With rising health care costs, claiming whatever tax breaks related to health care that you can is more important than ever. But there’s a threshold for deducting medical expenses that may be hard to meet. Fortunately, the Tax Cuts and Jobs Act (TCJA) has temporarily reduced the medical expense deduction threshold.
What Medical Expenses are Eligible?
You may deduct medical expenses if they’re “qualified.” Qualified medical expenses involve the costs of diagnosis, cure, mitigation, treatment or prevention of disease. They also involve the costs for treatments affecting any part or function of the body. Examples include payments to physicians, dentists, and other medical practitioners, as well as equipment, supplies, diagnostic devices and prescription drugs.
You may also deduct the mileage you drive for health-care-related purposes at a rate of 17 cents per mile for 2017. The rate goes to 18 cents per mile for 2018. Health insurance and long-term care insurance premiums can also qualify, with certain limits.
You can’t deduct expenses reimbursed by insurance or paid with funds from a tax-advantaged account. This includes Health Savings Accounts or Flexible Spending Accounts. Likewise, health insurance premiums aren’t deductible if your employer takes them out of your paycheck pretax.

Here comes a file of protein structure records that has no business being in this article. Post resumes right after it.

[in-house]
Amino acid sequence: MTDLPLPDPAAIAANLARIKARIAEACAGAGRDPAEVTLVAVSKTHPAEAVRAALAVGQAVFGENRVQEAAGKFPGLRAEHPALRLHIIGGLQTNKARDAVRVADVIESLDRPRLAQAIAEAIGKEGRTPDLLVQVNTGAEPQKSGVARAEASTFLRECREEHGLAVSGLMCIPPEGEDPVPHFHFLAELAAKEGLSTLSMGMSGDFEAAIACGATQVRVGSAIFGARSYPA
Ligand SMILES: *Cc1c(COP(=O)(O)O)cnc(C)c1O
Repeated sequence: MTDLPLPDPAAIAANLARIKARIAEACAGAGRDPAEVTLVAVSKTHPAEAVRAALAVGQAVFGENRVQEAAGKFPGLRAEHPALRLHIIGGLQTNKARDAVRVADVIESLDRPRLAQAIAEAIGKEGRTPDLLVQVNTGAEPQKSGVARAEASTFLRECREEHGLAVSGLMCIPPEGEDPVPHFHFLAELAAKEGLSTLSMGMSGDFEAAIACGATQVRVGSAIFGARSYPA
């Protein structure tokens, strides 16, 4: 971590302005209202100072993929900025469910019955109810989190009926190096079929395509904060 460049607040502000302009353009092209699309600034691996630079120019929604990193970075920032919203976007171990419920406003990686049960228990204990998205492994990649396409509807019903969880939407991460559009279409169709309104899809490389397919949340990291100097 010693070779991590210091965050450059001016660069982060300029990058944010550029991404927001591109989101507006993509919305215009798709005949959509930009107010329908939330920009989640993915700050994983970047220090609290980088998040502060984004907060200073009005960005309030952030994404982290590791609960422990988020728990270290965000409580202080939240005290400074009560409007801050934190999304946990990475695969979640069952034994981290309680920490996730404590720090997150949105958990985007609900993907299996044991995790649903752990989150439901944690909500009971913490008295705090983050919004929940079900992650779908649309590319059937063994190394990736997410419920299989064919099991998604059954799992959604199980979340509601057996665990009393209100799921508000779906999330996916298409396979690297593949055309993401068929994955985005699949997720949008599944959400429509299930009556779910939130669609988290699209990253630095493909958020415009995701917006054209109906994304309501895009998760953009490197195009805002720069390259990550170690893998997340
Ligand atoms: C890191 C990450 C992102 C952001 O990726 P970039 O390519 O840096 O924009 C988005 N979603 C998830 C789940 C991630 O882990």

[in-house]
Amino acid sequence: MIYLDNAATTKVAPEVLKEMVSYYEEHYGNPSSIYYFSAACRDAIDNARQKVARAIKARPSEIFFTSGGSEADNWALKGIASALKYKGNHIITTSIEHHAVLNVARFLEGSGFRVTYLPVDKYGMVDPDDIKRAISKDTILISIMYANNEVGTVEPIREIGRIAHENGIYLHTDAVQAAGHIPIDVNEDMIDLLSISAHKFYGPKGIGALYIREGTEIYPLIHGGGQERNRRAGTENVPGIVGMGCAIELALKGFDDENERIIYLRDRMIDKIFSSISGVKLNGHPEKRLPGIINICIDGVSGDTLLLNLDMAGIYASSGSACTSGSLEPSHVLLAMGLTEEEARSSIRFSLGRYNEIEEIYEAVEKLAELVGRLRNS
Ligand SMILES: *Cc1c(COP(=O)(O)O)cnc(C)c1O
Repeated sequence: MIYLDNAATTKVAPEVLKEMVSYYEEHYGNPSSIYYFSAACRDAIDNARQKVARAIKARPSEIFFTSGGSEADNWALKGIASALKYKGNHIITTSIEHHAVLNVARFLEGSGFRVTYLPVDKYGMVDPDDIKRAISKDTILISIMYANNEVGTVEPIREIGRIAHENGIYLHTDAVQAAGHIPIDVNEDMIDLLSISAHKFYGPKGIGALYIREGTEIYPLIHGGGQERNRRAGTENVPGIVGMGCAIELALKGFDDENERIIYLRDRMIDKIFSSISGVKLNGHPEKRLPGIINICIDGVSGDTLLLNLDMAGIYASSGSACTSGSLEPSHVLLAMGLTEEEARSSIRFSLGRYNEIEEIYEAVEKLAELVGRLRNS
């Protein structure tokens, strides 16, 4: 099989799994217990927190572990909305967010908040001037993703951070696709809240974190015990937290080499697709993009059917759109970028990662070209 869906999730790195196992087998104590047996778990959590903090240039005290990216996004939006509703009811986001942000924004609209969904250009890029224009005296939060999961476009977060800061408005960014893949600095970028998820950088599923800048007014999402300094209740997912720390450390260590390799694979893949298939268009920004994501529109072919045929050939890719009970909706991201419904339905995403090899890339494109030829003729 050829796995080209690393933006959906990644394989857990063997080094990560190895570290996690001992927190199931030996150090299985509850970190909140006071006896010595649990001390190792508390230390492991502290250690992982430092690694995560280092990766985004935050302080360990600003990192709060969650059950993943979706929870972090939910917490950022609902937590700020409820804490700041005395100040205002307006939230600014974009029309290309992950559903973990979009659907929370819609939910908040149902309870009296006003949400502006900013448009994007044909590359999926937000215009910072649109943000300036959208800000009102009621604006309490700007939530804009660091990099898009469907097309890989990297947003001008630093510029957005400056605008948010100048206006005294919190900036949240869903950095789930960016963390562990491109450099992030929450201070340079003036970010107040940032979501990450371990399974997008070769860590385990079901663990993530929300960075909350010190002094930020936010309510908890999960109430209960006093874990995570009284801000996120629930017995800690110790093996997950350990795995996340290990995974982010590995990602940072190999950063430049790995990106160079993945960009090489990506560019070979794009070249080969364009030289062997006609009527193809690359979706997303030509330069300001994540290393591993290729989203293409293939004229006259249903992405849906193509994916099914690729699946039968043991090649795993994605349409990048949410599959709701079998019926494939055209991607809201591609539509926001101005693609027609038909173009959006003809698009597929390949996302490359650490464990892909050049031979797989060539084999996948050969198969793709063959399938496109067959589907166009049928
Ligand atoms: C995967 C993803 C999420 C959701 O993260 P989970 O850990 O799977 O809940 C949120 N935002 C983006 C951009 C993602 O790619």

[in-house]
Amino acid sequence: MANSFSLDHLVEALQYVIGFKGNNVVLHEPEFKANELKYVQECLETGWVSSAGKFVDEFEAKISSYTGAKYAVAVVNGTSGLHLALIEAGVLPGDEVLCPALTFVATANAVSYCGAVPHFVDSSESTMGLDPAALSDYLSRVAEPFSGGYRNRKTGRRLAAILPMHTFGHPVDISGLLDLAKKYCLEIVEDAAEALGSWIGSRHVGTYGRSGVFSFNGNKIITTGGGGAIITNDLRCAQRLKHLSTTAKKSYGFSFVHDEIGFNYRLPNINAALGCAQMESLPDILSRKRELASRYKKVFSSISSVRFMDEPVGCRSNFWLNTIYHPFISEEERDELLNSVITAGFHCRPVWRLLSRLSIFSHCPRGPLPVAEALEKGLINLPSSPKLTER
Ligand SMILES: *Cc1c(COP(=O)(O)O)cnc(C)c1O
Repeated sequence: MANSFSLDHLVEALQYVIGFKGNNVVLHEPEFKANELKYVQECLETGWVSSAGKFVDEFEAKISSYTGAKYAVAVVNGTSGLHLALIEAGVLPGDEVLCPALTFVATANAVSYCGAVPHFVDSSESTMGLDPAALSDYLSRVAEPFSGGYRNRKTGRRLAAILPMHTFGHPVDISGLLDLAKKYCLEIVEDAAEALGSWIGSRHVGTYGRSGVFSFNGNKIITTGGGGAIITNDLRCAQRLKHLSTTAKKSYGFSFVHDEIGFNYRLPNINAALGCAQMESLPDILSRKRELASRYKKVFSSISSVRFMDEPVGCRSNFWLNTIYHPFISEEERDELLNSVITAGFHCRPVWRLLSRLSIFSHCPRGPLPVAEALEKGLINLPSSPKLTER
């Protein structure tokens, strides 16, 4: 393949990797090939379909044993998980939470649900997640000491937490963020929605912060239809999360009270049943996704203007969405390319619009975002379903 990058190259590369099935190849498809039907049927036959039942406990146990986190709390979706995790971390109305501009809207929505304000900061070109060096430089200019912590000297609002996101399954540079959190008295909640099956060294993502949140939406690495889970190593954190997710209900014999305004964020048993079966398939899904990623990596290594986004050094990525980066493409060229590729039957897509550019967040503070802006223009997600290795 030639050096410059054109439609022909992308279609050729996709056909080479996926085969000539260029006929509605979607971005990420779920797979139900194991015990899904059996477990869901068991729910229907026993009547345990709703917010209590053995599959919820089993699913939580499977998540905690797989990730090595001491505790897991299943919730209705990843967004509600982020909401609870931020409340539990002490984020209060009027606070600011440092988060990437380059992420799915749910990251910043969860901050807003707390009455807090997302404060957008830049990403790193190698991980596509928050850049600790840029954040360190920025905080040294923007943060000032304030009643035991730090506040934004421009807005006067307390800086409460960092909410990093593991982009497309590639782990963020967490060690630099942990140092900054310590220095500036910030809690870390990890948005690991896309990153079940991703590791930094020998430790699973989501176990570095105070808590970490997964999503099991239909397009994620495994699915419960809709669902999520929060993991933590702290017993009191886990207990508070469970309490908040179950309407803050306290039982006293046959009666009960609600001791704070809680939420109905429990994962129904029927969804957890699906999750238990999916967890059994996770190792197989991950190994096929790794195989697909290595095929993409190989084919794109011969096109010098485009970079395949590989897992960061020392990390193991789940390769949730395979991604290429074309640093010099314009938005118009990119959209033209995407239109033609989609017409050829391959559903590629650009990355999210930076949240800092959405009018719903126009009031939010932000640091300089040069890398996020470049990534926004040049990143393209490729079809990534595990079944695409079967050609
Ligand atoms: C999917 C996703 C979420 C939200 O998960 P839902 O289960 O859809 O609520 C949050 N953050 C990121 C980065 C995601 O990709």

The AGI Threshold
Before 2013, you could claim an itemized deduction for qualified unreimbursed medical expenses paid for you, your spouse and your dependents. You could claim this to the extent those expenses exceeded 7.5% of your adjusted gross income (AGI). AGI includes all of your taxable income items reduced by certain “above-the-line” deductions. These include deductible IRA contributions and student loan interest.
As part of the Affordable Care Act, a higher deduction threshold of 10% of AGI went into effect in 2014 for most taxpayers. It was scheduled to go into effect in 2017 for taxpayers age 65 or older. But under the TCJA, the 7.5%-of-AGI deduction threshold now applies to all taxpayers for 2017 and 2018.
However, this lower threshold is temporary. Beginning January 1, 2019, unless Congress takes additional action, the 10% threshold will apply to all taxpayers. This includes those over age 65.
Consider “Bunching” Expenses into 2018
Because the threshold is scheduled to increase to 10% in 2019, you might benefit from accelerating deductible medical expenses into 2018 to the extent they’re within your control.
However, keep in mind that you have to itemize deductions to deduct medical expenses. Itemizing saves tax only if your total itemized deductions exceed your standard deduction. And with the TCJA’s near doubling of the standard deduction for 2018, many taxpayers who’ve typically itemized may no longer benefit from itemizing.
Contact us if you have questions about what expenses are eligible and whether you can qualify for a deduction on your 2017 tax return. We can also help you determine whether bunching medical expenses into 2018 will likely save you tax.